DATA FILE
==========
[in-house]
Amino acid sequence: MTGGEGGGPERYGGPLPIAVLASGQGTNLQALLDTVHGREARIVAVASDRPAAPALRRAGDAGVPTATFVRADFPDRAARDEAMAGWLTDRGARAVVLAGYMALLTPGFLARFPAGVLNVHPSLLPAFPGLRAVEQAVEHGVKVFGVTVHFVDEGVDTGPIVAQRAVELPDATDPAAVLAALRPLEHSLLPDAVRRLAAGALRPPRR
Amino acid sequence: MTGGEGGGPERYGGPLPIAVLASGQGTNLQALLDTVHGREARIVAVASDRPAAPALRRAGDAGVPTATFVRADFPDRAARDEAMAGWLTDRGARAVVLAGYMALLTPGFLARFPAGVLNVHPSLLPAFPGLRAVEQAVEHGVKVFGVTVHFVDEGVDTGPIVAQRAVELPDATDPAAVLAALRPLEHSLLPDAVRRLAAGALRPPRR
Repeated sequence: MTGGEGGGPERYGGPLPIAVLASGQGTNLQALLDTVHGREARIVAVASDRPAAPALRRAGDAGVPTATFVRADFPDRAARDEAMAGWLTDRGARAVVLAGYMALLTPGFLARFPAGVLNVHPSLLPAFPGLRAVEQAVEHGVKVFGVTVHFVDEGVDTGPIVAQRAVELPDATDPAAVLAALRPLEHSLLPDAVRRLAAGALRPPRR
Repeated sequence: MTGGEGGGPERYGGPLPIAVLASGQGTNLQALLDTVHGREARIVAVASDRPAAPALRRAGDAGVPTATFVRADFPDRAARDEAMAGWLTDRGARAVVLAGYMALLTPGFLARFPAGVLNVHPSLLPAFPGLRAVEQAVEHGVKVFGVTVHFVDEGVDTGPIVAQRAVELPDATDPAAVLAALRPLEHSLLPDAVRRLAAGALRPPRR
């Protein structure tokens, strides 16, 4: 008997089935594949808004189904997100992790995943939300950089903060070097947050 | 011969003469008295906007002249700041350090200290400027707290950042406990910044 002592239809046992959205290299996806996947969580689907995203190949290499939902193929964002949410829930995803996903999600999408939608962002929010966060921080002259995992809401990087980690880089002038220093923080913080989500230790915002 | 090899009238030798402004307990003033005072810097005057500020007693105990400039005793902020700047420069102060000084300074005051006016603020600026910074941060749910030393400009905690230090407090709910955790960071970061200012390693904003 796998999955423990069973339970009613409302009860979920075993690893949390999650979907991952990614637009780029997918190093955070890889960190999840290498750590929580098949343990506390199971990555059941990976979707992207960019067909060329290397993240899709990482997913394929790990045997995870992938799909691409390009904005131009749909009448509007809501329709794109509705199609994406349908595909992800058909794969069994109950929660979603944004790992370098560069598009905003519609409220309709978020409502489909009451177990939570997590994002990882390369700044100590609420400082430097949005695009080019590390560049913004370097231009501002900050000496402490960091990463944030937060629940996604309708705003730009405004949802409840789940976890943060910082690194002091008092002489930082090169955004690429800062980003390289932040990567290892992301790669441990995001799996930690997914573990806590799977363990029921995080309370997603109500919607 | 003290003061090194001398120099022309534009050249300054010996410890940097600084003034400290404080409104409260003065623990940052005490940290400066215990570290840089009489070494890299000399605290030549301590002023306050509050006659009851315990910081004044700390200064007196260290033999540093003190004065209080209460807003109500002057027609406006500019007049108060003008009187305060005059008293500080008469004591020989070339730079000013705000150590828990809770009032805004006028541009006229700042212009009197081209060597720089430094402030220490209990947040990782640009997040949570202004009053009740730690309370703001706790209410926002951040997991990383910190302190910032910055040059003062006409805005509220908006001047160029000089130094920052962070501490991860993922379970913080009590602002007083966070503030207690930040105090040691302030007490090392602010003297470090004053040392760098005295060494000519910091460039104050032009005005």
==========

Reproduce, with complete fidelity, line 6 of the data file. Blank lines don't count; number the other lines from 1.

């Protein structure tokens, strides 16, 4: 008997089935594949808004189904997100992790995943939300950089903060070097947050 | 011969003469008295906007002249700041350090200290400027707290950042406990910044 002592239809046992959205290299996806996947969580689907995203190949290499939902193929964002949410829930995803996903999600999408939608962002929010966060921080002259995992809401990087980690880089002038220093923080913080989500230790915002 | 090899009238030798402004307990003033005072810097005057500020007693105990400039005793902020700047420069102060000084300074005051006016603020600026910074941060749910030393400009905690230090407090709910955790960071970061200012390693904003 796998999955423990069973339970009613409302009860979920075993690893949390999650979907991952990614637009780029997918190093955070890889960190999840290498750590929580098949343990506390199971990555059941990976979707992207960019067909060329290397993240899709990482997913394929790990045997995870992938799909691409390009904005131009749909009448509007809501329709794109509705199609994406349908595909992800058909794969069994109950929660979603944004790992370098560069598009905003519609409220309709978020409502489909009451177990939570997590994002990882390369700044100590609420400082430097949005695009080019590390560049913004370097231009501002900050000496402490960091990463944030937060629940996604309708705003730009405004949802409840789940976890943060910082690194002091008092002489930082090169955004690429800062980003390289932040990567290892992301790669441990995001799996930690997914573990806590799977363990029921995080309370997603109500919607 | 003290003061090194001398120099022309534009050249300054010996410890940097600084003034400290404080409104409260003065623990940052005490940290400066215990570290840089009489070494890299000399605290030549301590002023306050509050006659009851315990910081004044700390200064007196260290033999540093003190004065209080209460807003109500002057027609406006500019007049108060003008009187305060005059008293500080008469004591020989070339730079000013705000150590828990809770009032805004006028541009006229700042212009009197081209060597720089430094402030220490209990947040990782640009997040949570202004009053009740730690309370703001706790209410926002951040997991990383910190302190910032910055040059003062006409805005509220908006001047160029000089130094920052962070501490991860993922379970913080009590602002007083966070503030207690930040105090040691302030007490090392602010003297470090004053040392760098005295060494000519910091460039104050032009005005």